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Adopting a fixed kitten

post #1 of 13
Thread Starter 
I'm looking for a kitten, and would rather adopt than purchase one from a breeder or pet store. As I'm looking through the adoptables on shelter pages, a lot of them say they have already spayed or neutered the kitten as young as only a few weeks/months old. I know they do this so there won't be any doubt that the animal will be fixed, but how does this effect the cat? I know in ferrets the early spay/neuter is suspected to be the cause for onset of adrenal problems but I don't know if there is a similar downfall for cats. I've always waited until about 6 months old before getting it done.
post #2 of 13
It's better to get them done younger, before they are sexually mature. It's common to have them done at 8-10 weeks, and they recover so much faster than older cats. They wake up like nothing has happened.

My 3 were all done at 10 weeks, before I got them
post #3 of 13
Where I live it's done around 6 months or at a certain weight (about 4 lbs I think).
post #4 of 13
My Cleo was about 3.5 months.
My vet waits until they are 5 or 6 months old.
I got Cleo from a breeder.
She is a sphynx.
post #5 of 13
There's been a lot of recent (within the last 5 or so years) research on Early Spay/Neuter. What they've found is that as long as the kitten is over 2 pounds (usually around 8 weeks) so they can handle the anesthesia, there are no adverse effects from the early altering. They still grow and physically mature at the same rate, there's no evidence of obesity or other ill effects. Same benefits of later altering, and I have yet to hear of any adverse effects. The only issue I've heard is that it is a more difficult surgery for the vets simply because the parts are smaller, but a competent surgeon can do it without difficulty.
post #6 of 13
It's good to know the research suggests it's not harmful. I think the shelters do it largely as a survival tactic. It must be extremely disheartening to adopt out a kitten only to see it return in 6 months with a litter of kittens in tow.

Sexual maturity can vary a lot from cat to cat. When I got Tiny as a 6-week-old kitten, the vet told me to come back at 6 months to have her spayed, but she went into heat at 10 weeks. Then again at 14 weeks. As soon as she went into heat the 2nd time he told me to bring her in and spayed her. With my other female, Promise, I waited until she was 6 months old and she never went into heat.
post #7 of 13
The rescue I'm going through will not adopt a kitten/cat out until it is altered. It is to cut down on reproducing.
post #8 of 13
I'm fostering three kittens who just saw the vet for the first time yesterday. The vet is estimating that they're around 12 weeks/3 months because they weigh 3 lbs. He said they shouldn't be spayed until they're at least 4 months old. The rescue I'm working with adopts animals out before they're spayed/neutered if they are too young at the time, but we make an appointment for them at the vet we work with and pay for it as long as the new parent takes the kitten in.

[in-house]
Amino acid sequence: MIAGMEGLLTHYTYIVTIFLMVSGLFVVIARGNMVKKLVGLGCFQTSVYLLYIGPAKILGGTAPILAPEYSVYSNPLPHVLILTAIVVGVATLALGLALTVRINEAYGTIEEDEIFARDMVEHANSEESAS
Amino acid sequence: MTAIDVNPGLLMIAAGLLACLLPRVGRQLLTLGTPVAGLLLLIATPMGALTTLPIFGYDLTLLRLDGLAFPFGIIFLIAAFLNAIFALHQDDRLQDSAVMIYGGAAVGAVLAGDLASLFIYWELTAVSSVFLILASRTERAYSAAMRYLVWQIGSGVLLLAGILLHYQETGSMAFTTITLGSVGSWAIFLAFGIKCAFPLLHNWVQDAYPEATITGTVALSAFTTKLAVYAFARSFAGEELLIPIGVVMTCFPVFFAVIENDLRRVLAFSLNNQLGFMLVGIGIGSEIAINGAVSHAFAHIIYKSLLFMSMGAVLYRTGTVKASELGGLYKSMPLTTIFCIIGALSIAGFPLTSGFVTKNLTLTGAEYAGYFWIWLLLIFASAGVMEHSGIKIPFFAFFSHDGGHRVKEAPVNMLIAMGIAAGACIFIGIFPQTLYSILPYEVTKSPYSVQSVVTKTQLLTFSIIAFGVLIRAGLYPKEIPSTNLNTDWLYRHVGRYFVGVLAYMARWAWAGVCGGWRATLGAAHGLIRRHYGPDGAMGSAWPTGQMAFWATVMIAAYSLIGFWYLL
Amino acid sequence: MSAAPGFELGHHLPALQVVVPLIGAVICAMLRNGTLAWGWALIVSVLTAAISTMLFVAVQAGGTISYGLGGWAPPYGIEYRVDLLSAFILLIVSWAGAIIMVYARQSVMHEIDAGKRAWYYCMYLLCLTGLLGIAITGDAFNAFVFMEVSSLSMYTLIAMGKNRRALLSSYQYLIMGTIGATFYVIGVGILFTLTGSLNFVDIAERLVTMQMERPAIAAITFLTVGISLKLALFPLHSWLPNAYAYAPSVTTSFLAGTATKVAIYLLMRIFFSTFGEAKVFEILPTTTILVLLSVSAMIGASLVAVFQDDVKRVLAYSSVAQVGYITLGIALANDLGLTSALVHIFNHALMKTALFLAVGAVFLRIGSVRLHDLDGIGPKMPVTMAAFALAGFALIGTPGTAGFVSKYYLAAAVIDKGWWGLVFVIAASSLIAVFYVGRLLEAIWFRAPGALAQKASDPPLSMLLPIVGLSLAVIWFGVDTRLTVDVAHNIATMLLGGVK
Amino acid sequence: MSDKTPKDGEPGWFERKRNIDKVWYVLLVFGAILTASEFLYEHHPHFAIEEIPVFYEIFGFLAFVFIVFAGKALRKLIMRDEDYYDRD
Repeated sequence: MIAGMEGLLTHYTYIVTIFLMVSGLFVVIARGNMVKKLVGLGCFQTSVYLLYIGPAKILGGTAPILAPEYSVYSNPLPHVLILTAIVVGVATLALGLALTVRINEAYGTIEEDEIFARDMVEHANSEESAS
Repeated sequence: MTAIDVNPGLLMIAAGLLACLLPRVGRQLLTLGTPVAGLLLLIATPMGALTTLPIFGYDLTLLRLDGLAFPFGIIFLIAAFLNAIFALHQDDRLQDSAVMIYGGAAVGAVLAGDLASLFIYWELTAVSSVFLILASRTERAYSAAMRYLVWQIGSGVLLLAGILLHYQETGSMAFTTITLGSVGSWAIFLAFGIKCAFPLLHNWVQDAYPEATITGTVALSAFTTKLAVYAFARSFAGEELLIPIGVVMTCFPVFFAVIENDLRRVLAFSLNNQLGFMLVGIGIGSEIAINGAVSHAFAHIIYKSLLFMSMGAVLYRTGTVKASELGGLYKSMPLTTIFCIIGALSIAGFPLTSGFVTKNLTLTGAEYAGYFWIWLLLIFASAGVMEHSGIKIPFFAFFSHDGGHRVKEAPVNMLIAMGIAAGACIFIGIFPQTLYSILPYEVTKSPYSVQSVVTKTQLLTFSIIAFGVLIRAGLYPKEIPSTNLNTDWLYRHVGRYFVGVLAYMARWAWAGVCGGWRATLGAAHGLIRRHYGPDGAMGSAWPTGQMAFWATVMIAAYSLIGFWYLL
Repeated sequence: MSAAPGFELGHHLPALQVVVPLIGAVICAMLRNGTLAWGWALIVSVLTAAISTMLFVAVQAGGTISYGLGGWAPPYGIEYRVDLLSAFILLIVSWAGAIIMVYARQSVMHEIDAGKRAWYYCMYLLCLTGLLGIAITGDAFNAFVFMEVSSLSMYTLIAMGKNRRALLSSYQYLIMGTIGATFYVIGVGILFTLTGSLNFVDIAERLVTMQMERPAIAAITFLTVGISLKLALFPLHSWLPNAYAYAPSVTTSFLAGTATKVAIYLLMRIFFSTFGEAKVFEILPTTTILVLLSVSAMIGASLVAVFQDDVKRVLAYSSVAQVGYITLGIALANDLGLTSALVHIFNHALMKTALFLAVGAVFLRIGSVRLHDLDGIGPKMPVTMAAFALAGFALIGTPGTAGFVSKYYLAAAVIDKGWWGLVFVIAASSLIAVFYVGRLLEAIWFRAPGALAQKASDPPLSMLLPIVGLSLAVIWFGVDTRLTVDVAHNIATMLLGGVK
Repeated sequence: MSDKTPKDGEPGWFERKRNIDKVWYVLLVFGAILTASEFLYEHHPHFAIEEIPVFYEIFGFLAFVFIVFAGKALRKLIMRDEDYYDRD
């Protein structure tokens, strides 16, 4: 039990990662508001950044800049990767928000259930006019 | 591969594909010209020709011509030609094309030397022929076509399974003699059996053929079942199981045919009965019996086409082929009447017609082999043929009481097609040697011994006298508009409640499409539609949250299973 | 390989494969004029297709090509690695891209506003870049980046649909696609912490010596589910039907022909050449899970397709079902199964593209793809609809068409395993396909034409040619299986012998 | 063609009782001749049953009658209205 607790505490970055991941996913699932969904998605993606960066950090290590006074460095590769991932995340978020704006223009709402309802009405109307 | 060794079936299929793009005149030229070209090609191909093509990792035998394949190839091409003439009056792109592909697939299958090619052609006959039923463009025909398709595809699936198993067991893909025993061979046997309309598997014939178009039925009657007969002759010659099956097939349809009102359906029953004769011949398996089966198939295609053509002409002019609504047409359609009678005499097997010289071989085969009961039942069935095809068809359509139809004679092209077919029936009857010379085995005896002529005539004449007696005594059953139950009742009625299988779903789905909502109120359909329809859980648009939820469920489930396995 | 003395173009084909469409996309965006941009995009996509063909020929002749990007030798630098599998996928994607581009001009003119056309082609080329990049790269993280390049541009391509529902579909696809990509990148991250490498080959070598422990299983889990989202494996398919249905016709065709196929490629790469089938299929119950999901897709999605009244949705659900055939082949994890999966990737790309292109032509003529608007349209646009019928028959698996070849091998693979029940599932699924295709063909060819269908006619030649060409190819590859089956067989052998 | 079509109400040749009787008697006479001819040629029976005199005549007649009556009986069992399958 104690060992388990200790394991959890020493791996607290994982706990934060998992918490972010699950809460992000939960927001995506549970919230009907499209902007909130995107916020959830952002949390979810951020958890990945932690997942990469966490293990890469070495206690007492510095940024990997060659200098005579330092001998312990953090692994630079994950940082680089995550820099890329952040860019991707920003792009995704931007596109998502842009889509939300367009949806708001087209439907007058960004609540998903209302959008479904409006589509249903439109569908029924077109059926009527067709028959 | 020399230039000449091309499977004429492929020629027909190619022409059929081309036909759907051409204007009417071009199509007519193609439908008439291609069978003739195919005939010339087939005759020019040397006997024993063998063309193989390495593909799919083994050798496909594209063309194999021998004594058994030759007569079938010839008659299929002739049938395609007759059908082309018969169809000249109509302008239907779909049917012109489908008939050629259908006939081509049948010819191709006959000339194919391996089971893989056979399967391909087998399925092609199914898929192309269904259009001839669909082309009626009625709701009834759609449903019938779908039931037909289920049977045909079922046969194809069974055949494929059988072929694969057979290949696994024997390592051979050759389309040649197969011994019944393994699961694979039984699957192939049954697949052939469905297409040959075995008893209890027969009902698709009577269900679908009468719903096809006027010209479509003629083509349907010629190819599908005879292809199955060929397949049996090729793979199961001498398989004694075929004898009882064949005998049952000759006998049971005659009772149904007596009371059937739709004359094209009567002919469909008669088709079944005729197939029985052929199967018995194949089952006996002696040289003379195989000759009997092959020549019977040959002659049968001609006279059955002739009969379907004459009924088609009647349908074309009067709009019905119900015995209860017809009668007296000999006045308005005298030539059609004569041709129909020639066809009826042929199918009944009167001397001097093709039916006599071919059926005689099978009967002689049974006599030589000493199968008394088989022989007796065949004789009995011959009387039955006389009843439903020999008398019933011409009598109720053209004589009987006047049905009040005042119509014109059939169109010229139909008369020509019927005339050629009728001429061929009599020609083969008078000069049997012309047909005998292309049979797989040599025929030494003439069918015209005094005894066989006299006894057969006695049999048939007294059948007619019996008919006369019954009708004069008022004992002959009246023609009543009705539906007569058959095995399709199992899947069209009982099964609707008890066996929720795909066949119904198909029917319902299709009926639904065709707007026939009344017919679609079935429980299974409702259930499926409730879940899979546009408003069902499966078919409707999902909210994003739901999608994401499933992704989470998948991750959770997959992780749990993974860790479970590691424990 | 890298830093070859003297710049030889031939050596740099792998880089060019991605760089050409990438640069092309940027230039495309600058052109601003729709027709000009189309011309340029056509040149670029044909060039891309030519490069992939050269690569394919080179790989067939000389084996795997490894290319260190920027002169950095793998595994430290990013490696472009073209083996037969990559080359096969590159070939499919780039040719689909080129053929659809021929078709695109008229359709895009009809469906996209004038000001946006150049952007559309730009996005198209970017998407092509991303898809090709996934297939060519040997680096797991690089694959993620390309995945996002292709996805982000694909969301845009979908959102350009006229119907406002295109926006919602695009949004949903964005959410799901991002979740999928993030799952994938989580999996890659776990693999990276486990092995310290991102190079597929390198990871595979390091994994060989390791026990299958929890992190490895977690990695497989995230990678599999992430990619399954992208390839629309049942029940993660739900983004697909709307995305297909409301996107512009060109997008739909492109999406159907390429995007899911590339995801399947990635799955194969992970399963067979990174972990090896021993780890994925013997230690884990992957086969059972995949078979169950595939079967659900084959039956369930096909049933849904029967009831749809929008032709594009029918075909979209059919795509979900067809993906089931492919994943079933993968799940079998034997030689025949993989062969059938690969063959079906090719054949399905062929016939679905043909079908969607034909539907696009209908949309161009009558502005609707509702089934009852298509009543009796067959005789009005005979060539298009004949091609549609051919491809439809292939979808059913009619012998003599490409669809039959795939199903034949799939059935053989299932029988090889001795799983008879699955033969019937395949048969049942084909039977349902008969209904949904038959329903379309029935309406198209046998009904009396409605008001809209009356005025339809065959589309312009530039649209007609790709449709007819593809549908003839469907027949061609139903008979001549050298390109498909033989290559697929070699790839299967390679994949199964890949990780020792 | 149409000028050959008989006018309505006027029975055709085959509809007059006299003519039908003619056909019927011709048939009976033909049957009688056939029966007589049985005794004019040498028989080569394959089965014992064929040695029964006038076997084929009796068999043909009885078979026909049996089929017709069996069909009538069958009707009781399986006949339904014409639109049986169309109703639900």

I've heard of many vets that prefer to do it around 6 months. Some cats can become sexually mature before this time.
I once had a vet tell me my 3 year old cat couldn't be spayed due to age! (she was too old). Now we know that this is completely untrue. She was in perfect health. Because my family believed this guy (I was a child at the time), she got mammary and ovarian cancer and died at the age of 10! She was in perfect health besides the cancer and I'm sure she would be with us today if she had been spayed. (Mind you, we never let her outside and she never had kittens). Sorry, slightly OT.
post #9 of 13
No - the only thing it would affect is cosmetic. The males tend to not get the big male head and jowly on pedigrees.

Some still insist on not getting it done till over 6 months old, but with males and females breeding as young as 4 months old, you really should have them done as early as you can. Shelters will do them at 2 lbs and 8 weeks old. I'm more comfortable doing them at 3-4 months old rather then younger then 3 months.
post #10 of 13
Forgot to mention, too, that many states are adopting legislation that requires animals be spayed/neutered before being adopted from shelters. Colorado is one of them. Depending on how the law is written, there may or may not be exceptions for age.
post #11 of 13
Thread Starter 
Well I was determined I wanted a shelter kitty, so I went to visit those at the humane society today. They would not adopt out any animals that were not spayed/neutered. I fell in love with a little black kitty that they had already neutered for someone else to adopt, but they changed their minds last minute because they thought the kitten was a girl. Their loss was my gain though
post #12 of 13
My previous 2 cats one male, one female I had done at 6mths. But with Blossom I had her done at 5 mths because I didn't want to take the chance of her coming on heat even though I had read that they can grow more rangy if their done b4 maturity.
With my now 11.5 m/o Border Collie, I let her have one heat & will have her spayed in the next mth or 2 for the same reason as the cats, they grow to their full potential. By doing it earlier you disrupt the natural growth rate.
post #13 of 13
Congratulations on your new addition! I hope you share photos of her soon in the Fur Pictures area
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